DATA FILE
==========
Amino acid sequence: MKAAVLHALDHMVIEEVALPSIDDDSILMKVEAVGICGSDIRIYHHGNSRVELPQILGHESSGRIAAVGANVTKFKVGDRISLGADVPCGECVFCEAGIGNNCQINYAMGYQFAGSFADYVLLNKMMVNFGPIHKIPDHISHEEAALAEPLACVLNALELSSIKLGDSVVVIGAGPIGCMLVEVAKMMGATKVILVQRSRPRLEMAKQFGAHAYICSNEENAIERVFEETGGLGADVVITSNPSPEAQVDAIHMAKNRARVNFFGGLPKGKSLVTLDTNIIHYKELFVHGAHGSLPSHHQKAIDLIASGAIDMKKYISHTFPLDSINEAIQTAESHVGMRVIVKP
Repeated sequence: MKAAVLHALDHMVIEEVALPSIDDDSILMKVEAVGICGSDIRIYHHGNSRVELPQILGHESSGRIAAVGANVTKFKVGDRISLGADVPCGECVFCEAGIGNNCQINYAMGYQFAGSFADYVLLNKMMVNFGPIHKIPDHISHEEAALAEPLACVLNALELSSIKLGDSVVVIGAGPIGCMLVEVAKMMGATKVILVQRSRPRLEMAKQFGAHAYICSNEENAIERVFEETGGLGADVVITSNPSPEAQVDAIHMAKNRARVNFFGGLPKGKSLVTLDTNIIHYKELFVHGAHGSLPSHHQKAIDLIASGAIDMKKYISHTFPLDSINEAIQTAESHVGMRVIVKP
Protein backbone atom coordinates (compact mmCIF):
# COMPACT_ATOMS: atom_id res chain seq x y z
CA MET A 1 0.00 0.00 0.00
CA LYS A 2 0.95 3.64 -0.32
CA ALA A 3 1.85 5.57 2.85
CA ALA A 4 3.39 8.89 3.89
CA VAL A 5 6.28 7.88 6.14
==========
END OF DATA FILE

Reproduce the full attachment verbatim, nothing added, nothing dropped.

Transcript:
Amino acid sequence: MKAAVLHALDHMVIEEVALPSIDDDSILMKVEAVGICGSDIRIYHHGNSRVELPQILGHESSGRIAAVGANVTKFKVGDRISLGADVPCGECVFCEAGIGNNCQINYAMGYQFAGSFADYVLLNKMMVNFGPIHKIPDHISHEEAALAEPLACVLNALELSSIKLGDSVVVIGAGPIGCMLVEVAKMMGATKVILVQRSRPRLEMAKQFGAHAYICSNEENAIERVFEETGGLGADVVITSNPSPEAQVDAIHMAKNRARVNFFGGLPKGKSLVTLDTNIIHYKELFVHGAHGSLPSHHQKAIDLIASGAIDMKKYISHTFPLDSINEAIQTAESHVGMRVIVKP
Repeated sequence: MKAAVLHALDHMVIEEVALPSIDDDSILMKVEAVGICGSDIRIYHHGNSRVELPQILGHESSGRIAAVGANVTKFKVGDRISLGADVPCGECVFCEAGIGNNCQINYAMGYQFAGSFADYVLLNKMMVNFGPIHKIPDHISHEEAALAEPLACVLNALELSSIKLGDSVVVIGAGPIGCMLVEVAKMMGATKVILVQRSRPRLEMAKQFGAHAYICSNEENAIERVFEETGGLGADVVITSNPSPEAQVDAIHMAKNRARVNFFGGLPKGKSLVTLDTNIIHYKELFVHGAHGSLPSHHQKAIDLIASGAIDMKKYISHTFPLDSINEAIQTAESHVGMRVIVKP
Protein backbone atom coordinates (compact mmCIF):
# COMPACT_ATOMS: atom_id res chain seq x y z
CA MET A 1 0.00 0.00 0.00
CA LYS A 2 0.95 3.64 -0.32
CA ALA A 3 1.85 5.57 2.85
CA ALA A 4 3.39 8.89 3.89
CA VAL A 5 6.28 7.88 6.14